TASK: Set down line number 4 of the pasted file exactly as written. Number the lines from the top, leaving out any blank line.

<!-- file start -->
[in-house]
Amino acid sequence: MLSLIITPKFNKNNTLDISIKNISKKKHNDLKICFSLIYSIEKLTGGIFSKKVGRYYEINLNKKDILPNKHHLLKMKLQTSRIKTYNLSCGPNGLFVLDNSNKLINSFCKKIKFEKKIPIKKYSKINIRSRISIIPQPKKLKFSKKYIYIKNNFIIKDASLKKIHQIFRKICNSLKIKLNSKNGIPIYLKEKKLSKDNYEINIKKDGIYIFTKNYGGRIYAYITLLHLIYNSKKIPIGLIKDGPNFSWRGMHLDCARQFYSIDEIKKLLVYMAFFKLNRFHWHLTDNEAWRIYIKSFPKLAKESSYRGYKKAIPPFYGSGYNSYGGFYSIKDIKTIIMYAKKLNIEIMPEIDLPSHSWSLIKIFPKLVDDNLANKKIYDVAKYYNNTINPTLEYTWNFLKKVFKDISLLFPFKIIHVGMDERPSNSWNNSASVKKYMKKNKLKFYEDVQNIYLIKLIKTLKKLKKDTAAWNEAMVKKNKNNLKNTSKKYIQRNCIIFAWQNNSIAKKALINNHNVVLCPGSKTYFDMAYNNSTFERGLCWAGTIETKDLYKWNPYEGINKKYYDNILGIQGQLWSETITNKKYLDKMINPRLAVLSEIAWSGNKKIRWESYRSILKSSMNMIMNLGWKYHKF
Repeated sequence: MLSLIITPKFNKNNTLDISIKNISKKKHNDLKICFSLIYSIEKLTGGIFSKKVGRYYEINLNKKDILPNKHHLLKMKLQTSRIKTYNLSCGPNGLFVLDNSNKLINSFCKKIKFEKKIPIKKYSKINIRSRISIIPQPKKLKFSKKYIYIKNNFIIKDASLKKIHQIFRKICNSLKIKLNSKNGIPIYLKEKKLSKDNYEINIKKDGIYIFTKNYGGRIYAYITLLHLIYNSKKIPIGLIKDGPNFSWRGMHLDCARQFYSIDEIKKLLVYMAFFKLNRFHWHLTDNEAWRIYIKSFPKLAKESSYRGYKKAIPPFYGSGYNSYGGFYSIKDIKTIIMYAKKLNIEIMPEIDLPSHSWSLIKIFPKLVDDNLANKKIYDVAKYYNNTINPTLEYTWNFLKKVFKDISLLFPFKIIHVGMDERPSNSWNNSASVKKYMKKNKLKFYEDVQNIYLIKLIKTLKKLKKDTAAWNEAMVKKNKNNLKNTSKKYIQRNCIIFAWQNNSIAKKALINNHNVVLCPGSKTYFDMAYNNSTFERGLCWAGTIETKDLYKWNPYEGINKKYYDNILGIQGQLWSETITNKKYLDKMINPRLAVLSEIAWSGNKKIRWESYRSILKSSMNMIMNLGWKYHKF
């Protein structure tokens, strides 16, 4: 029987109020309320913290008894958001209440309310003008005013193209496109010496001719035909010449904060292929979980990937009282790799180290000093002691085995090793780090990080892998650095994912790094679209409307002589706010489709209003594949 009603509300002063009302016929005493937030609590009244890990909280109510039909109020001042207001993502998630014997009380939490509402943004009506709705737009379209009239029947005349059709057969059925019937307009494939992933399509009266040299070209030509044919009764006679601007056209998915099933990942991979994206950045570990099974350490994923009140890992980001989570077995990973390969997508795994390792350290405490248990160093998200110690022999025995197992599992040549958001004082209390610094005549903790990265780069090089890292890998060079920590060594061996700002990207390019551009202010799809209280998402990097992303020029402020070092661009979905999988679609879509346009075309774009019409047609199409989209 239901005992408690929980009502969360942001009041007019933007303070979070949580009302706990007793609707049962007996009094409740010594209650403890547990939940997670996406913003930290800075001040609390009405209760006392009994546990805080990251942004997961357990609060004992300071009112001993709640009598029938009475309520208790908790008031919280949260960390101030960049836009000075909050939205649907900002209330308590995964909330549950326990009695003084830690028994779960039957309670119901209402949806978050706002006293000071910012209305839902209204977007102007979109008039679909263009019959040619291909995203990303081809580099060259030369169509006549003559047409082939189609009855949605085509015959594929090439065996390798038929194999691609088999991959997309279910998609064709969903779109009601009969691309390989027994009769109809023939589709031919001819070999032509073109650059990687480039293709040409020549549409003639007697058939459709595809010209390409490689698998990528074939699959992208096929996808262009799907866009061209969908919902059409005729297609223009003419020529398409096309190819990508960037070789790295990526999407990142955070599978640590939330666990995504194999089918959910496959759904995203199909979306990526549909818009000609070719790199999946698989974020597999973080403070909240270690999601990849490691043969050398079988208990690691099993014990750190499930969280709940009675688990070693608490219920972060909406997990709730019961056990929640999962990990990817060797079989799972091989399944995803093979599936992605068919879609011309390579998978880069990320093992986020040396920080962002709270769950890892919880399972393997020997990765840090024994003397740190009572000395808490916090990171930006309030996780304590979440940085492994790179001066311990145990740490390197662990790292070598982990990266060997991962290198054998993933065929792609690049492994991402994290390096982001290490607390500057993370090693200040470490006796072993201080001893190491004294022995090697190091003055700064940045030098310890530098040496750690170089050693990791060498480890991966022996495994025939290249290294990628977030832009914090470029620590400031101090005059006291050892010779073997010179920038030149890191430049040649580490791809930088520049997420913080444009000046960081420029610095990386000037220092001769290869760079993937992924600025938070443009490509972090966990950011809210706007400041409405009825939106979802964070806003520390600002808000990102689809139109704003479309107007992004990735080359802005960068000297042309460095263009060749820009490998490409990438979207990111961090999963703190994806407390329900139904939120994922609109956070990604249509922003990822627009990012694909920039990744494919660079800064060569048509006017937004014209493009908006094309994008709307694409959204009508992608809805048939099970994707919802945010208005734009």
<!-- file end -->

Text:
């Protein structure tokens, strides 16, 4: 029987109020309320913290008894958001209440309310003008005013193209496109010496001719035909010449904060292929979980990937009282790799180290000093002691085995090793780090990080892998650095994912790094679209409307002589706010489709209003594949 009603509300002063009302016929005493937030609590009244890990909280109510039909109020001042207001993502998630014997009380939490509402943004009506709705737009379209009239029947005349059709057969059925019937307009494939992933399509009266040299070209030509044919009764006679601007056209998915099933990942991979994206950045570990099974350490994923009140890992980001989570077995990973390969997508795994390792350290405490248990160093998200110690022999025995197992599992040549958001004082209390610094005549903790990265780069090089890292890998060079920590060594061996700002990207390019551009202010799809209280998402990097992303020029402020070092661009979905999988679609879509346009075309774009019409047609199409989209 239901005992408690929980009502969360942001009041007019933007303070979070949580009302706990007793609707049962007996009094409740010594209650403890547990939940997670996406913003930290800075001040609390009405209760006392009994546990805080990251942004997961357990609060004992300071009112001993709640009598029938009475309520208790908790008031919280949260960390101030960049836009000075909050939205649907900002209330308590995964909330549950326990009695003084830690028994779960039957309670119901209402949806978050706002006293000071910012209305839902209204977007102007979109008039679909263009019959040619291909995203990303081809580099060259030369169509006549003559047409082939189609009855949605085509015959594929090439065996390798038929194999691609088999991959997309279910998609064709969903779109009601009969691309390989027994009769109809023939589709031919001819070999032509073109650059990687480039293709040409020549549409003639007697058939459709595809010209390409490689698998990528074939699959992208096929996808262009799907866009061209969908919902059409005729297609223009003419020529398409096309190819990508960037070789790295990526999407990142955070599978640590939330666990995504194999089918959910496959759904995203199909979306990526549909818009000609070719790199999946698989974020597999973080403070909240270690999601990849490691043969050398079988208990690691099993014990750190499930969280709940009675688990070693608490219920972060909406997990709730019961056990929640999962990990990817060797079989799972091989399944995803093979599936992605068919879609011309390579998978880069990320093992986020040396920080962002709270769950890892919880399972393997020997990765840090024994003397740190009572000395808490916090990171930006309030996780304590979440940085492994790179001066311990145990740490390197662990790292070598982990990266060997991962290198054998993933065929792609690049492994991402994290390096982001290490607390500057993370090693200040470490006796072993201080001893190491004294022995090697190091003055700064940045030098310890530098040496750690170089050693990791060498480890991966022996495994025939290249290294990628977030832009914090470029620590400031101090005059006291050892010779073997010179920038030149890191430049040649580490791809930088520049997420913080444009000046960081420029610095990386000037220092001769290869760079993937992924600025938070443009490509972090966990950011809210706007400041409405009825939106979802964070806003520390600002808000990102689809139109704003479309107007992004990735080359802005960068000297042309460095263009060749820009490998490409990438979207990111961090999963703190994806407390329900139904939120994922609109956070990604249509922003990822627009990012694909920039990744494919660079800064060569048509006017937004014209493009908006094309994008709307694409959204009508992608809805048939099970994707919802945010208005734009």